On Simplicity

Mind, Body, Soul

When I closed my eyes and prayed, using the word, simplicity, as my anchor—my rock to sit on during the prayer—what I saw was myself—my body—separated into three parts:

  1. my head
  2. my torso
  3. my hips and legs

I kept looking at that image.  It reminded me of that game we could play as children.  A person—perhaps just his face—broken into three parts.  Multiple faces, all broken along the same lines.  All layered on top of each other.  So you could flip different parts at different rates and mix and match the face.

A woman’s hair and eyes could have a man’s nose and mustache and a baby’s mouth sucking on a pacifier.

Lots of variations.

Except my image in my prayer on the concept of simplicity had only three parts.

No variations.

No freedom to mix and match parts with someone else’s parts.

Just myself.

Heart and hands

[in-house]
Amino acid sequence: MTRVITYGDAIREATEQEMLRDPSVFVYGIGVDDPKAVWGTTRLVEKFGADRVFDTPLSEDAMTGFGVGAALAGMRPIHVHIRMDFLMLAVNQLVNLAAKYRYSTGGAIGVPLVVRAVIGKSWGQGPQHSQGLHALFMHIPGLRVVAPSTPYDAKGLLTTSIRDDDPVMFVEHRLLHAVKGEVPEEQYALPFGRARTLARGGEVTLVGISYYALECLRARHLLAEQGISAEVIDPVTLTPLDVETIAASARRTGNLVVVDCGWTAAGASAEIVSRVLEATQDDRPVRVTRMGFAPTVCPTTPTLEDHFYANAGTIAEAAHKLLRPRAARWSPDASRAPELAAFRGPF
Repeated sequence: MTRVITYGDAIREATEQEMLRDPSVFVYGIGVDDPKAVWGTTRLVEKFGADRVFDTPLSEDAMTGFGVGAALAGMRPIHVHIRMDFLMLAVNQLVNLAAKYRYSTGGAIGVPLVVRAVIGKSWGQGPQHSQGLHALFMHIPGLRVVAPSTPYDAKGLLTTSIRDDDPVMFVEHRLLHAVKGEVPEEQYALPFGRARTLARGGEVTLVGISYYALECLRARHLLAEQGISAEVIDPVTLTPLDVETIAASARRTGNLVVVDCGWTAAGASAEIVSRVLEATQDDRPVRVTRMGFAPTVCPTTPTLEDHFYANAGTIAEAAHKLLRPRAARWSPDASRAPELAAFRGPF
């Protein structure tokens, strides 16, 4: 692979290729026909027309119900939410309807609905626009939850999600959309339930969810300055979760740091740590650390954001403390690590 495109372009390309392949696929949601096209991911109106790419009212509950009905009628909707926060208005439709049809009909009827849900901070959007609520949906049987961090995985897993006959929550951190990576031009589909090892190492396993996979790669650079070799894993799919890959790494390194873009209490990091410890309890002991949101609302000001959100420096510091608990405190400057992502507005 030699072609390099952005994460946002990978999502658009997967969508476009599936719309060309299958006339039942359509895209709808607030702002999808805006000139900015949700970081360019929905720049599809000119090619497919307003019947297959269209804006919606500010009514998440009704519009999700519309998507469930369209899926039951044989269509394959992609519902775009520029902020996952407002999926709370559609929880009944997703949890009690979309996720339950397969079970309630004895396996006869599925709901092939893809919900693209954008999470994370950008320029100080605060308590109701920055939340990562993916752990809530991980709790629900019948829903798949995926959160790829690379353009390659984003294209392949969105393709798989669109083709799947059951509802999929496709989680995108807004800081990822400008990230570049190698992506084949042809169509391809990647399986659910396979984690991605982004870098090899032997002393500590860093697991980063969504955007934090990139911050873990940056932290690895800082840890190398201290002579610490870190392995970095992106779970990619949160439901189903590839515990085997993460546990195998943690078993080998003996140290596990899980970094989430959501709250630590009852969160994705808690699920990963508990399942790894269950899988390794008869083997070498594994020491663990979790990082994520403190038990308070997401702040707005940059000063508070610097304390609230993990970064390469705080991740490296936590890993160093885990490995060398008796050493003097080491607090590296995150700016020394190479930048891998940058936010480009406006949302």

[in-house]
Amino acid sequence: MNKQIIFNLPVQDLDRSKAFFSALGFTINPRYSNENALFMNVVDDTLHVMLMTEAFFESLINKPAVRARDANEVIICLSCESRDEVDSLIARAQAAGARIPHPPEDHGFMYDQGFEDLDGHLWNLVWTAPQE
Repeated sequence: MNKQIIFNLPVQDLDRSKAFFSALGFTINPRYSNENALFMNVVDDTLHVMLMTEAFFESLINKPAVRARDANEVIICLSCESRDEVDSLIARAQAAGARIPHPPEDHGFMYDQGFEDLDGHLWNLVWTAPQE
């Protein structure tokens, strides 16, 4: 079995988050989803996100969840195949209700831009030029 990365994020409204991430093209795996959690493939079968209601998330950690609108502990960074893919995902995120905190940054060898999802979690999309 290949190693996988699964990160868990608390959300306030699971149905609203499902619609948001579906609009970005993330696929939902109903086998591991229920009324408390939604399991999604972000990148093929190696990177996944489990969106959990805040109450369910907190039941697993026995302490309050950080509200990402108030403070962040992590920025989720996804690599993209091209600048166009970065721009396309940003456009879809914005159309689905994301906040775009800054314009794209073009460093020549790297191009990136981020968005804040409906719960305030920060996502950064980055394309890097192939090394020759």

In my world, the head represents thoughts.  Which have little or no value.  They are, to me, like smoke that goes up the chimney.

The heart—of course—is the seat of our emotions.  Which are, in life, as valueless as thoughts.

Hands are our actions.  What we do.  Now—to God, anyway—there is real value here.

And feet are understanding.  They are what you follow when you don’t know where you are going.

So I thought about that in my prayer.

About how we can divide the parts of ourselves up.

Perhaps that is how we can simplify what is before us.

By focusing just on our thoughts when we are thinking over something.  Keeping our emotions out of it.  And not doing anything.

And the same with emotions, actions, and taking a direction in life.

Letting each speak for itself.

Until the time comes when we are ready to combine them.

Perhaps that is the definition of simplicity—being clear on each part before we combine any of them together.

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